Four-year-degrees take more time for students

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When senior Emilie Lacy transferred to Pacific University from a community college in Tucson, Ariz. during junior year, she thought she would be graduating on time. She even took 18 credits every semester and took winter term classes, but an abrupt change in career plans caused her to take an extra semester of school and she will be graduating in December 2015.

“After I applied [to the physical therapy program] I realized that is not what I wanted to do,” Lacy said. “I wanted an extra semester to take some other classes and broaden my horizon.”

And now she is looking at teaching programs.

It can cost people “both time and money,” Director of Academic Advising Gretchen Potter said.

According to the U.S. News and World Report website, out of 79 percent of people who stay at Pacific University, 50 percent graduate in four years.

“For freshmen, taking at least 14 credits per semester and learning all the degree requirements so they won’t be surprised later is important,” Potter said, who advises students to pay attention to requirements, allowing flexibility with electives and to prevent taking summer courses. But for junior Garrett Brown, graduating on time has not been an issue, and his experience with his advisor has played a major role in helping the process.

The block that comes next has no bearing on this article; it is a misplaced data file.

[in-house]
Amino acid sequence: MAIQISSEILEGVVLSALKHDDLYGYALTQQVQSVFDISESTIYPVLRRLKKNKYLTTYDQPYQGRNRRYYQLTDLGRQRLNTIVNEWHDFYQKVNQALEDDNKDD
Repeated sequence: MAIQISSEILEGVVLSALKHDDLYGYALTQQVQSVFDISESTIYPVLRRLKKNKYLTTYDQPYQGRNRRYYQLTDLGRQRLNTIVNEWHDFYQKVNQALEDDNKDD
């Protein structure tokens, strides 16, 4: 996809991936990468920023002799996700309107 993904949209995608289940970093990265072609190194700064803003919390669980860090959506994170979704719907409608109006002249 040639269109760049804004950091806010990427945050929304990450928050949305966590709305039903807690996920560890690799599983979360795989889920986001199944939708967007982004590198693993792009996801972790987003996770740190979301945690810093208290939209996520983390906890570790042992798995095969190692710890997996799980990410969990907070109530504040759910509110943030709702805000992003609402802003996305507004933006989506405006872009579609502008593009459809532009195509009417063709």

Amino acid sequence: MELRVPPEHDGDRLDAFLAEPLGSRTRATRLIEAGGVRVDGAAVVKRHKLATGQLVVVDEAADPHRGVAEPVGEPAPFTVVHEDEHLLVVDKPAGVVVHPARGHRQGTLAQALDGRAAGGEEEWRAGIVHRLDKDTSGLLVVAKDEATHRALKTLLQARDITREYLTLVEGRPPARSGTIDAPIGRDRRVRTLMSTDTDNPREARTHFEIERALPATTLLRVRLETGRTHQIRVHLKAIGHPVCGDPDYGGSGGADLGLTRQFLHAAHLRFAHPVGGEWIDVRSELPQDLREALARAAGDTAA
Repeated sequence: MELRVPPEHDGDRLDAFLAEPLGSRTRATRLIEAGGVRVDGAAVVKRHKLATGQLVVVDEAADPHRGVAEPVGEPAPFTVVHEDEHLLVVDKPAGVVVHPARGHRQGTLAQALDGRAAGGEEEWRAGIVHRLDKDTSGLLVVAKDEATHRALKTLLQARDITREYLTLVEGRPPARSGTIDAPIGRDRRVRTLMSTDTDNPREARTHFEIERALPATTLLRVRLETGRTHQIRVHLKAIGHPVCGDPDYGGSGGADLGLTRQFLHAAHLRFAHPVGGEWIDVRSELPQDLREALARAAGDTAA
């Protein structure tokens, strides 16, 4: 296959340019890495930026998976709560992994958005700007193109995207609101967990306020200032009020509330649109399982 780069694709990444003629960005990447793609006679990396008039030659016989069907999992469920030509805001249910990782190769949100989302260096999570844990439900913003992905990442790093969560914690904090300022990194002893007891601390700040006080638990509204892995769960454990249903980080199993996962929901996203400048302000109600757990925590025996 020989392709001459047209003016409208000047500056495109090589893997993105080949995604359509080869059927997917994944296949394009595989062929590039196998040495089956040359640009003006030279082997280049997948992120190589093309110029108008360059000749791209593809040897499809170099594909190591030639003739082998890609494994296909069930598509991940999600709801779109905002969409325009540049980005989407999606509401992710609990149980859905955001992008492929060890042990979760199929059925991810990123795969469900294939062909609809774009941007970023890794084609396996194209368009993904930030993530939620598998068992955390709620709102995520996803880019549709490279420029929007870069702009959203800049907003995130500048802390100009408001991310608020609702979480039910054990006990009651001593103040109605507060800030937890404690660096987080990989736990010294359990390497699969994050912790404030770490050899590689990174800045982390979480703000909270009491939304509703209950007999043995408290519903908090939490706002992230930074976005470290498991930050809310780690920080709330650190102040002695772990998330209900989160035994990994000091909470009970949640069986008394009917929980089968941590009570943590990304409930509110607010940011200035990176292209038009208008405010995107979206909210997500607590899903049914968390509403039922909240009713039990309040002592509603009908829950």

“My advisor let me know the cliché of ‘allow yourself time to experiment in college’ is almost impossible,” Brown said, acknowledging that figuring out focal studies early on helped, too. “I would love to try every class that sounds interesting, but unfortunately Pacific is expensive and I want to graduate on time and on budget.”

Likewise, sophomore Colleen Murphy agreed that her experience with her advisor helped her a lot too.

“The first time we met, we laid out a four-year tentative plan. He told me what classes I could take, what classes complimented each other, and how to successfully come out with a degree in four years,” Murphy said. “I spent a lot of time online reading which classes were required and how I could work focal studies into them to make life a little easier.”

Murphy added the expenses are a major downfall when it comes to not being able to graduate on time.

“We’re paying quite a bit for our education at Pacific,” Murphy said. “It is absolutely worth every penny, but stretching it out when it’s not absolutely necessary could get quite expensive, quite fast.”


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